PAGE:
Another fabulous highlight is ʽThe Intro And The Outroʼ, on which the band set a boppy jazzy groove, get introduced one by one, and then, as they run out of proper band members but not out of musical instruments, add a host of imaginary players to the roster — including Quasimodo on bells ("representing the flower people"), Adolf Hitler on vibes, Charles de Gaulle on accordion, and lots of contemporary British celebrities and politicians that are today only recognizable through historical textbooks. In a way, it's just a silly, albeit catchy, gag, but it also makes you ponder on the issue of sprawling «big bands» where, sometimes, the function of a single player is reduced to simply «being there» for the sake of providing the illusion of massiveness — play a single lead line, then disappear forever into the background...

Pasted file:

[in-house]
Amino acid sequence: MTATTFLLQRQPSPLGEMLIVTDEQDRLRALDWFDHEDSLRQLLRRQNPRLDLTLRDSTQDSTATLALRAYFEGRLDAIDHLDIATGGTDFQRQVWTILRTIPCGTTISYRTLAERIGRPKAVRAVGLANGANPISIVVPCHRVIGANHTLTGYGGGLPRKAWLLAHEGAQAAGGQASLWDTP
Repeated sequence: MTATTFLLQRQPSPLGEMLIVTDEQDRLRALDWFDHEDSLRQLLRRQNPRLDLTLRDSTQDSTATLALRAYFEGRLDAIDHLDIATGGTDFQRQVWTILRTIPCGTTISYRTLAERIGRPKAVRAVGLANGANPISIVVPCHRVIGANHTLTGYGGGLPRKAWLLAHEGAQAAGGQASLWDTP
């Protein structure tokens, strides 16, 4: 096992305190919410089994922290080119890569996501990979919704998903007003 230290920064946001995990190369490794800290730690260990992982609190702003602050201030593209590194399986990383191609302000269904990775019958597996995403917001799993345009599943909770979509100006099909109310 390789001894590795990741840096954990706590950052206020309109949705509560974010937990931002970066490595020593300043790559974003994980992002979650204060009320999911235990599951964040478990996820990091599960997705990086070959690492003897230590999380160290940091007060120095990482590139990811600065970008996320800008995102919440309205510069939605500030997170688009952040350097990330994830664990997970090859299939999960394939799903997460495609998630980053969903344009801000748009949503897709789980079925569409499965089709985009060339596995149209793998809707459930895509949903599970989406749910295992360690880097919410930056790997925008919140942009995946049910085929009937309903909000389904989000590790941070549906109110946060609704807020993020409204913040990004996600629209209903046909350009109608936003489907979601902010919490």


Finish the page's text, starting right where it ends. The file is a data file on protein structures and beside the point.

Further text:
ʽDeath Cab For Cutieʼ, which the Bonzos were also given to lip-sync to in Magical Mystery Tour (the scene where everybody watches the hot stripper instead of listening to the music, and you can't really blame 'em) and which later became the name of a proper band in its own rights, parodies «Vegasy» Elvis, but the lyrics tell such a macabre little story, and the arrangement is so delightfully rudimentary (just a boogie piano line and a light brass accompaniment) that it goes beyond parody — an absurdist-minimalist mash-up of Elvis, brutality, and light jazz. It ain't no masterpiece, but somehow, it's cool in its straight-faced smoothness.